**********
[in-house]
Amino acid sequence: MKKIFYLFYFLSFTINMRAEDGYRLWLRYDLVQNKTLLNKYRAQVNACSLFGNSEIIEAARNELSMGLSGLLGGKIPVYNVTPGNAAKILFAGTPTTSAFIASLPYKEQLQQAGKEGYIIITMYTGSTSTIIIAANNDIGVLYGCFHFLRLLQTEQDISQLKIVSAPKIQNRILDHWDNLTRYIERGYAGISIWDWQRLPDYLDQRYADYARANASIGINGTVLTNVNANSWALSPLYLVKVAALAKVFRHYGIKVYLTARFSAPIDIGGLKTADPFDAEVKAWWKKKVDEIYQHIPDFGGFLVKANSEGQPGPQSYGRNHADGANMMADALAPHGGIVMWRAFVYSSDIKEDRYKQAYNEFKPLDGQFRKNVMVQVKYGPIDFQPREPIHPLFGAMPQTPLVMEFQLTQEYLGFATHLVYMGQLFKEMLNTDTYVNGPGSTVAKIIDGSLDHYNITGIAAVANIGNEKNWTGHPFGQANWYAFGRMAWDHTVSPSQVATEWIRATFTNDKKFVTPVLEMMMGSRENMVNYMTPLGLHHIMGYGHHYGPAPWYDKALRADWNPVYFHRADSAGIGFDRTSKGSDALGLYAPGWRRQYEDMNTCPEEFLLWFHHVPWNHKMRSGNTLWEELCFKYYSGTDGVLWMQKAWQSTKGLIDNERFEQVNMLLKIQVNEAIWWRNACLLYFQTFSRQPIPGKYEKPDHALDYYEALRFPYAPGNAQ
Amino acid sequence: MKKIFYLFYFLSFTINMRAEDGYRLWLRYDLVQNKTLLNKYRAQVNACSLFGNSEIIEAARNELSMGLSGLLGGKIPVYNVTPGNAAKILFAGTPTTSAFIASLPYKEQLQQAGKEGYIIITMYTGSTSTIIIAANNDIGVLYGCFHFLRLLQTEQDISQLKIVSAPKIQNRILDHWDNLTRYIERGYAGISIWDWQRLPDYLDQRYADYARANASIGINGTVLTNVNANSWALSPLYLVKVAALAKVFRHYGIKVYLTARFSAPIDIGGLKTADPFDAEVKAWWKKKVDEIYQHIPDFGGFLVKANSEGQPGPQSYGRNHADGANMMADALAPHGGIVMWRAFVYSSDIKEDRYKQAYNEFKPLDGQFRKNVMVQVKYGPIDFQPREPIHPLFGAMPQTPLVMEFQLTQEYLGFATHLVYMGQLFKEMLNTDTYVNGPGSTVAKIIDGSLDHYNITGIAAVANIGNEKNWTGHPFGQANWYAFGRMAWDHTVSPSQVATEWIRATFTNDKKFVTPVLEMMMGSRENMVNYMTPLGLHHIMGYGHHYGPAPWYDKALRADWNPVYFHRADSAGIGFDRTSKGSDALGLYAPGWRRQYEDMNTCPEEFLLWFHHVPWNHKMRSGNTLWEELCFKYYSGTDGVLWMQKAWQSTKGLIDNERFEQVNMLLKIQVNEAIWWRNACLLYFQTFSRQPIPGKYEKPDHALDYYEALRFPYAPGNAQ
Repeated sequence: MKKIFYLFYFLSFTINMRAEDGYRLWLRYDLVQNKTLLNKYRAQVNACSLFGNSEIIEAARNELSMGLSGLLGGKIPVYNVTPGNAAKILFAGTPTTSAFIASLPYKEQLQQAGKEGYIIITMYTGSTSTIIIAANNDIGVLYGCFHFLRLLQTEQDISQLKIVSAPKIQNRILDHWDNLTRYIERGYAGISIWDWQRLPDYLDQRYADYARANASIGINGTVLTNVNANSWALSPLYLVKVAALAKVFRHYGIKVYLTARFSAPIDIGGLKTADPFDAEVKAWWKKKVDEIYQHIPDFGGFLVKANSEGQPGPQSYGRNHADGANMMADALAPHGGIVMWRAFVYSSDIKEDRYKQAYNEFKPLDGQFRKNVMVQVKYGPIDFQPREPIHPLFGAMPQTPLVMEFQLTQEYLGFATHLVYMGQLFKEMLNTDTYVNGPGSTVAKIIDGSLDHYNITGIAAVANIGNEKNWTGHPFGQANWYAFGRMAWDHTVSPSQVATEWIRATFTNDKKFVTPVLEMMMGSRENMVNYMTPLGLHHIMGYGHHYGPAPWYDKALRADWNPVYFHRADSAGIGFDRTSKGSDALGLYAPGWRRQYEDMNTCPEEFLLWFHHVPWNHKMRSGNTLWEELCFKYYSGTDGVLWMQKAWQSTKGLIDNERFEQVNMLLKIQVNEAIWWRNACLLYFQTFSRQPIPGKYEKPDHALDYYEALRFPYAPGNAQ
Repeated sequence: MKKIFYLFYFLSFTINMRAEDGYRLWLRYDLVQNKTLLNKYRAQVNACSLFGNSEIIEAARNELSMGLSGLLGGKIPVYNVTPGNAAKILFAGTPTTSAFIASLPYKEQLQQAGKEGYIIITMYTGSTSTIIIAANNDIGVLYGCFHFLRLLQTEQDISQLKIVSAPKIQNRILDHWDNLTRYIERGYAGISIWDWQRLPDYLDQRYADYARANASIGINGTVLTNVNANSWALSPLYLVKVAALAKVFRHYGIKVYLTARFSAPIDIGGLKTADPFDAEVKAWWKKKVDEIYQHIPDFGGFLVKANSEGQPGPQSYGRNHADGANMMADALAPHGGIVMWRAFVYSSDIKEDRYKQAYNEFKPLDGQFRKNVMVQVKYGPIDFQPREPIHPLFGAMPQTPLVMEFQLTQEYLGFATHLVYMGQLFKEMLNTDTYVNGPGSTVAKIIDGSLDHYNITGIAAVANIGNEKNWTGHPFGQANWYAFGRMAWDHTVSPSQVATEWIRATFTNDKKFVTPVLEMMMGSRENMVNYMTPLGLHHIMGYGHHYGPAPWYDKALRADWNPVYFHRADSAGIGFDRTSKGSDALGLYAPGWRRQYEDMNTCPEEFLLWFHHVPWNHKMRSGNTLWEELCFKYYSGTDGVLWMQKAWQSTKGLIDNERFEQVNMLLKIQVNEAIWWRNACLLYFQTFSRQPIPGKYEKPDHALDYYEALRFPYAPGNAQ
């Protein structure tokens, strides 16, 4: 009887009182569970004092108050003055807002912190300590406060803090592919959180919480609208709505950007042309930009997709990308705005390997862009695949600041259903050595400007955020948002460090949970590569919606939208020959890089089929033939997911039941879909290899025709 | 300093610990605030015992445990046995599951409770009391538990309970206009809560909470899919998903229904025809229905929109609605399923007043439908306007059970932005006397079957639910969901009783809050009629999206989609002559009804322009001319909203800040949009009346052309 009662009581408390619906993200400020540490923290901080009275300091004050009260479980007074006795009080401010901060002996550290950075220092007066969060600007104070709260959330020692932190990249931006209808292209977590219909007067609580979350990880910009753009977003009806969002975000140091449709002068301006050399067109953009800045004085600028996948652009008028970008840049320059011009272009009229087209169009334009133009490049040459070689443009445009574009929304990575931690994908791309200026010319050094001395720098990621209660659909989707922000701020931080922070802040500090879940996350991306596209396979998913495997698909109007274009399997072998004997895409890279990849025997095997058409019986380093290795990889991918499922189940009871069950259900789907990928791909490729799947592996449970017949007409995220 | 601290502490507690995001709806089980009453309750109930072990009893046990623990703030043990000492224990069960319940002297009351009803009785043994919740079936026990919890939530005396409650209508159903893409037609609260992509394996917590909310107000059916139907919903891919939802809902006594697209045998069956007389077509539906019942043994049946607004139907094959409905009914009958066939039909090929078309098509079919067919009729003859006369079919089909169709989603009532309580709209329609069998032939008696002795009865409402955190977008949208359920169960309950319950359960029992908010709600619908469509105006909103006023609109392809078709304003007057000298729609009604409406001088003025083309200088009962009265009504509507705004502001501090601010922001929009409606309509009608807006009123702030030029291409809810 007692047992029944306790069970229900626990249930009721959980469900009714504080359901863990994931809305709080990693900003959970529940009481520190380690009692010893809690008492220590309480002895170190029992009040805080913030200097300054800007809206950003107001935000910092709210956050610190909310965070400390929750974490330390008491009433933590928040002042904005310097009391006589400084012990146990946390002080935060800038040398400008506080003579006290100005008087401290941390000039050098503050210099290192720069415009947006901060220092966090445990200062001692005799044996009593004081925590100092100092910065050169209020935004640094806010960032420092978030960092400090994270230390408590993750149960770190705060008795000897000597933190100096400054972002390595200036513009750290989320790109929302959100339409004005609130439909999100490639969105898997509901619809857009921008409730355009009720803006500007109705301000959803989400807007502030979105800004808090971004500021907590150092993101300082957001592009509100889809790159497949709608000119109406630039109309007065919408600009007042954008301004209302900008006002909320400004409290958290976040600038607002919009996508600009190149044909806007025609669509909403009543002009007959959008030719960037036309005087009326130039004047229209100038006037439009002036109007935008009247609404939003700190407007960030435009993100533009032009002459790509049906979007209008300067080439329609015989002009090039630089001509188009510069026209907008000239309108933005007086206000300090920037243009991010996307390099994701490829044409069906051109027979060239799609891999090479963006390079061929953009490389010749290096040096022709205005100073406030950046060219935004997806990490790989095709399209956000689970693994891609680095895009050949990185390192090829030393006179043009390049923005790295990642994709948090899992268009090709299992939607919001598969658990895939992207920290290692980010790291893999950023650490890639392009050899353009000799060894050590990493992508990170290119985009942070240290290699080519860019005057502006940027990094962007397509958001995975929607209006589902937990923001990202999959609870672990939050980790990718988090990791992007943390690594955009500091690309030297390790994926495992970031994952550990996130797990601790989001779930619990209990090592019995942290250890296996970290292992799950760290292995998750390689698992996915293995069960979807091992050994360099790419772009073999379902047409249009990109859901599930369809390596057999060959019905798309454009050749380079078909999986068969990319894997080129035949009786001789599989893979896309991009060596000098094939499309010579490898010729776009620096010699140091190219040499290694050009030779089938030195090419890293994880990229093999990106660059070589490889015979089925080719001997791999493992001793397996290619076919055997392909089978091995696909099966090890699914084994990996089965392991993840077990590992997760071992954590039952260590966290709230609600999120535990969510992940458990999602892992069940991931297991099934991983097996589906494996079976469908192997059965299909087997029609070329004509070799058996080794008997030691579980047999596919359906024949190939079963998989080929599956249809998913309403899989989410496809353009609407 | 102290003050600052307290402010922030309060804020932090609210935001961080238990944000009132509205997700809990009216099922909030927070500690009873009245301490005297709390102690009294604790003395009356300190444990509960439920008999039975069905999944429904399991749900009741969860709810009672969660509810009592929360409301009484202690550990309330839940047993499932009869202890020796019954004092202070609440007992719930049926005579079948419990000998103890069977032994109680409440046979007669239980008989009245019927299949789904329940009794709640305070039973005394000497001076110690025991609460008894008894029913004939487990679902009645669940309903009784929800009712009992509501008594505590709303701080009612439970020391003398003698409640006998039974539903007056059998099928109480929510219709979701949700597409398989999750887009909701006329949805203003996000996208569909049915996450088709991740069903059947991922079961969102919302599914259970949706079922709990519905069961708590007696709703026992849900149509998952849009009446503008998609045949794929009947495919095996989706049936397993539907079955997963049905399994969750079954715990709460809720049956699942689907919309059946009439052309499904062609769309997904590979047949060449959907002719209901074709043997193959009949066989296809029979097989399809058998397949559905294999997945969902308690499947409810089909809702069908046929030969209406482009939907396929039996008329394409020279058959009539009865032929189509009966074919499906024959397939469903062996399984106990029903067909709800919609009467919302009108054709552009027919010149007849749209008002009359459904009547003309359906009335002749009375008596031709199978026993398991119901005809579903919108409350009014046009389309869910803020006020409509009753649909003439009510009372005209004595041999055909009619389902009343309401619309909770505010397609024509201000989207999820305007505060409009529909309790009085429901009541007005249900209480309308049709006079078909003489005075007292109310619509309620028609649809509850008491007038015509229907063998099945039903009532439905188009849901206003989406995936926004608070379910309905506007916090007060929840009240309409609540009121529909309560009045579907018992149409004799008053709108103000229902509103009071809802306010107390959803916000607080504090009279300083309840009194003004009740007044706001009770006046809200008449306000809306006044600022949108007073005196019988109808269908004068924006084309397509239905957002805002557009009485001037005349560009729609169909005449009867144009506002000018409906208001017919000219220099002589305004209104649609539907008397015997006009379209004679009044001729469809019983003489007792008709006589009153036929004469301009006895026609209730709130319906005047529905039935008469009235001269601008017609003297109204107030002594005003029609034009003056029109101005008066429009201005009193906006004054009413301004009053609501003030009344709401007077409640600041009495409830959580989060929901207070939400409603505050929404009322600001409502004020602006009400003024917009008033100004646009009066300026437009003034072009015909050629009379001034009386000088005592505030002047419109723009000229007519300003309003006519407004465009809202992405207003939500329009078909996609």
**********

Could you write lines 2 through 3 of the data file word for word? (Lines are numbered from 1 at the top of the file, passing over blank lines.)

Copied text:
Amino acid sequence: MKKIFYLFYFLSFTINMRAEDGYRLWLRYDLVQNKTLLNKYRAQVNACSLFGNSEIIEAARNELSMGLSGLLGGKIPVYNVTPGNAAKILFAGTPTTSAFIASLPYKEQLQQAGKEGYIIITMYTGSTSTIIIAANNDIGVLYGCFHFLRLLQTEQDISQLKIVSAPKIQNRILDHWDNLTRYIERGYAGISIWDWQRLPDYLDQRYADYARANASIGINGTVLTNVNANSWALSPLYLVKVAALAKVFRHYGIKVYLTARFSAPIDIGGLKTADPFDAEVKAWWKKKVDEIYQHIPDFGGFLVKANSEGQPGPQSYGRNHADGANMMADALAPHGGIVMWRAFVYSSDIKEDRYKQAYNEFKPLDGQFRKNVMVQVKYGPIDFQPREPIHPLFGAMPQTPLVMEFQLTQEYLGFATHLVYMGQLFKEMLNTDTYVNGPGSTVAKIIDGSLDHYNITGIAAVANIGNEKNWTGHPFGQANWYAFGRMAWDHTVSPSQVATEWIRATFTNDKKFVTPVLEMMMGSRENMVNYMTPLGLHHIMGYGHHYGPAPWYDKALRADWNPVYFHRADSAGIGFDRTSKGSDALGLYAPGWRRQYEDMNTCPEEFLLWFHHVPWNHKMRSGNTLWEELCFKYYSGTDGVLWMQKAWQSTKGLIDNERFEQVNMLLKIQVNEAIWWRNACLLYFQTFSRQPIPGKYEKPDHALDYYEALRFPYAPGNAQ
Amino acid sequence: MKKIFYLFYFLSFTINMRAEDGYRLWLRYDLVQNKTLLNKYRAQVNACSLFGNSEIIEAARNELSMGLSGLLGGKIPVYNVTPGNAAKILFAGTPTTSAFIASLPYKEQLQQAGKEGYIIITMYTGSTSTIIIAANNDIGVLYGCFHFLRLLQTEQDISQLKIVSAPKIQNRILDHWDNLTRYIERGYAGISIWDWQRLPDYLDQRYADYARANASIGINGTVLTNVNANSWALSPLYLVKVAALAKVFRHYGIKVYLTARFSAPIDIGGLKTADPFDAEVKAWWKKKVDEIYQHIPDFGGFLVKANSEGQPGPQSYGRNHADGANMMADALAPHGGIVMWRAFVYSSDIKEDRYKQAYNEFKPLDGQFRKNVMVQVKYGPIDFQPREPIHPLFGAMPQTPLVMEFQLTQEYLGFATHLVYMGQLFKEMLNTDTYVNGPGSTVAKIIDGSLDHYNITGIAAVANIGNEKNWTGHPFGQANWYAFGRMAWDHTVSPSQVATEWIRATFTNDKKFVTPVLEMMMGSRENMVNYMTPLGLHHIMGYGHHYGPAPWYDKALRADWNPVYFHRADSAGIGFDRTSKGSDALGLYAPGWRRQYEDMNTCPEEFLLWFHHVPWNHKMRSGNTLWEELCFKYYSGTDGVLWMQKAWQSTKGLIDNERFEQVNMLLKIQVNEAIWWRNACLLYFQTFSRQPIPGKYEKPDHALDYYEALRFPYAPGNAQ